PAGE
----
• Throughout the university system, there is a heavy imbalance in the political make-up of faculty. This has been documented by the Pope Center (details about North Carolina will be released soon). Faculty are overwhelmingly more Democratic rather than Republican, and liberal rather than conservative. Furthermore, students report that many of their instructors are hostile to free markets, to religious belief, and to the positive side of American history. The new president should publicly set high expectations for unbiased, open inquiry within the parameters of academic disciplines. He or she should require that chancellors and provosts meet those standards.

  • One way to help students avoid courses that are politically slanted is for the future president to support the mandatory publication of complete course descriptions (syllabi) for both students and the public. Fayetteville State University has already done this, and a couple of other schools have at least expanded their online syllabi. Complete descriptions of courses will go a long way to inform students and the public of the kind of teaching that goes on.

  • Along with diminished attention to undergraduate teaching has come the disappearance of any sort of core curriculum, at least at the flagship schools. A core curriculum, as opposed to a student’s specific major or minor subjects, consists of a broad range of topics that the university deems important for every student. Yet students now pick their own “general education” courses from a smorgasbord of categories. At UNC-Chapel Hill, the students have about 2000 courses to choose from—truly an impossible task and one that makes any common shared knowledge among students virtually impossible.

    The new president should be concerned about this and, if necessary, should stand up against pressure from faculty members who want their pet courses and favored departments to be included in the general education requirements. He or she should explore instituting a genuine core curriculum, perhaps starting as a freshman option or as part of an honors program. Many schools outside North Carolina have such core curricula, but they are sorely lacking in the UNC system.

  • Research does have an important place in the university. The problem is that it is not well-monitored. In the name of supporting research, universities have gathered an accretion of institutes and centers, ranging from the North Carolina Center for Sustainable Tourism at East Carolina University to the Center for Family and Community Engagement at NC State. All such centers should be examined to see if they are making genuine contributions to knowledge or if they are merely opportunities for individuals to carry out their favorite schemes using a mix of state appropriations, federal grants, and private donations.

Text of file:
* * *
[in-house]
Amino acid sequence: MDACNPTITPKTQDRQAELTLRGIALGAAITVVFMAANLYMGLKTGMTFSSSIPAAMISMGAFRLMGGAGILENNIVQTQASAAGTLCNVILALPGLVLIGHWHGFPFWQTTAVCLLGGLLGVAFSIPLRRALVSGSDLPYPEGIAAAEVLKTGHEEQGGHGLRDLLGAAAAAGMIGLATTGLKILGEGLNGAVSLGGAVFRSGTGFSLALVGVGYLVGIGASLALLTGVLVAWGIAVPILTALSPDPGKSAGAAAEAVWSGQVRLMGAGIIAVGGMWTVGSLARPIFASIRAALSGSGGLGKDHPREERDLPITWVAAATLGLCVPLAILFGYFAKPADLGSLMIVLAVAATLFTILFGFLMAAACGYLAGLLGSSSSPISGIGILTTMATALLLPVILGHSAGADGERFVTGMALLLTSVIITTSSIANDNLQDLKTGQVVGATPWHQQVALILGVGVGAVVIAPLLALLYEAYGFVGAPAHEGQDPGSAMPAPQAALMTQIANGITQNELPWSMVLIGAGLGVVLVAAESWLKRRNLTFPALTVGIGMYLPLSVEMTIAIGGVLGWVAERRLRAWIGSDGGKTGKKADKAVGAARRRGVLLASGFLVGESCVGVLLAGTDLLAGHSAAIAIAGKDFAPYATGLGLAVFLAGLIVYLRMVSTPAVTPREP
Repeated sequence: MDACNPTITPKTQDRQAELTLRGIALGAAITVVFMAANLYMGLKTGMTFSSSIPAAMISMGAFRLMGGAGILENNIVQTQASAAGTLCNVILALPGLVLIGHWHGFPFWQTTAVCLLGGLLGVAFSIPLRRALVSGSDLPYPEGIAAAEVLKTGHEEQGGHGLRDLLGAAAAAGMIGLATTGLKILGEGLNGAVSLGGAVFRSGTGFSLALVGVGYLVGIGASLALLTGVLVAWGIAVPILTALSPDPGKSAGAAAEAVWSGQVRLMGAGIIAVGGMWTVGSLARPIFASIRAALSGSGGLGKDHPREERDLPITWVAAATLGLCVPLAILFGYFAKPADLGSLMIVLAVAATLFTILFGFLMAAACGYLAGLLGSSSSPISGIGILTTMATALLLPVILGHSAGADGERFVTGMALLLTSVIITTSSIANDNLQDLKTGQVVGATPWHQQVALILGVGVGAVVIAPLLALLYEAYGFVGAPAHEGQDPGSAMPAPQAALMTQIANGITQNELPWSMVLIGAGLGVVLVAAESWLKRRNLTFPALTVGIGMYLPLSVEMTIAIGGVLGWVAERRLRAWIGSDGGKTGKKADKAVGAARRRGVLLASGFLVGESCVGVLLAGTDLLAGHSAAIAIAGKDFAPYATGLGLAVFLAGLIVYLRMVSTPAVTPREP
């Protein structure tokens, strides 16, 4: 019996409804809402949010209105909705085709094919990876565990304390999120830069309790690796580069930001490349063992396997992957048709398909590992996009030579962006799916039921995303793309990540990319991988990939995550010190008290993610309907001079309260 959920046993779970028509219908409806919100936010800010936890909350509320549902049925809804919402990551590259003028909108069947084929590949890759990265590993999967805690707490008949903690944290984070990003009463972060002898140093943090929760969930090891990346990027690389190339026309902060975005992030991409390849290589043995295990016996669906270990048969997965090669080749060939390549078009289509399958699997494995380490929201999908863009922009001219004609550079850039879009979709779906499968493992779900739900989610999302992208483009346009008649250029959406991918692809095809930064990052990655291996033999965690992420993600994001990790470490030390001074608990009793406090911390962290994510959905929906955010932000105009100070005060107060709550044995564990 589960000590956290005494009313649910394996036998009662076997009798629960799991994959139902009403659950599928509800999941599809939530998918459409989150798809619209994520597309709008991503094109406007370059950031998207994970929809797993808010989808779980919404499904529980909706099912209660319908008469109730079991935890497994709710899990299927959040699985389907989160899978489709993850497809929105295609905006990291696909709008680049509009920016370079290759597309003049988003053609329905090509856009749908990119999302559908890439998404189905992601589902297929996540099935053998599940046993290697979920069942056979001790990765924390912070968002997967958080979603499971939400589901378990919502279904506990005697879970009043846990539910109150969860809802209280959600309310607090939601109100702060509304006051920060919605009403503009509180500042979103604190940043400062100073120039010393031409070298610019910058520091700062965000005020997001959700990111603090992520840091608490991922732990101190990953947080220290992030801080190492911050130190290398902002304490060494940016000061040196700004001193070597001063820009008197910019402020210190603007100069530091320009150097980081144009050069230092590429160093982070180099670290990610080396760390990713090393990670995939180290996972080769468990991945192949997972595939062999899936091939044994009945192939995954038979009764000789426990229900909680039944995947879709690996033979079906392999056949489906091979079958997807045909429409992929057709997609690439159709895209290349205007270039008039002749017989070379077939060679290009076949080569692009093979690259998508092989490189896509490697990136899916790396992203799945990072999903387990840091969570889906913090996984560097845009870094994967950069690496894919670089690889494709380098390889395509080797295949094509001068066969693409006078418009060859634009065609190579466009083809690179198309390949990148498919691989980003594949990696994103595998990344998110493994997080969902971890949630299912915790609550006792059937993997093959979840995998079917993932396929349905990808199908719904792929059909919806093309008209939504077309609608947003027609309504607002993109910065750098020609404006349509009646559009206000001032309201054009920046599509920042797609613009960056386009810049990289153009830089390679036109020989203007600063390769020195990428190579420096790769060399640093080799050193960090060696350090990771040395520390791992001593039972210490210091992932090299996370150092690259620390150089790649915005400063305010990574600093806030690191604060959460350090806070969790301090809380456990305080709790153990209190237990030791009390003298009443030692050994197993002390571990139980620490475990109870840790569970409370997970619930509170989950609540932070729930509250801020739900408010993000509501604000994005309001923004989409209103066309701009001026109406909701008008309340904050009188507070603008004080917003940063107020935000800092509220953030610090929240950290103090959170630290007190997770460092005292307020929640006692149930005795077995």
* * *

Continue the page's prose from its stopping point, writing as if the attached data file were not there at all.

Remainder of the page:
For these centers, it should be a time for housecleaning. The first steps were taken when the 2009 General Assembly told UNC to cut expenditures for centers and institutes. If the “academic core” is to be supported in a time of fiscal stringency, some of these centers have to go. That should be a priority of the new president.

Readers will note that I have made no mention of UNC Tomorrow, the Board of Governors’ commission whose report was meant to provide a blueprint for the future of the university. Frankly, I was not especially pleased with the UNC Tomorrow Commission. It seemed to be more of a public relations vehicle (perhaps in some respects a Democratic Party platform) than a blueprint for the university’s future.

Although there was some merit in learning what residents of North Carolina think their university system should do, the UNC Tomorrow report is an elastic document that can be used to advance many purposes. I fear that it will be used to justify university-based attempts to achieve such lofty goals as “making a strong economy and creating jobs” and “improving the quality of life” (to quote from the report). This opens up many opportunities for mischief.

The University of North Carolina has a proud history and strong support from the citizens of the state. It should not try to be everything to everybody, however. First and foremost, it should be a serious and solid source of education for young people, provided at a price that does not bankrupt either students or North Carolina’s taxpayers. I look forward to a new president who not only maintains Erskine Bowles’ vigilance in reducing waste and his application of data-based analysis but also builds upon his achievements by addressing problems in the academic realm.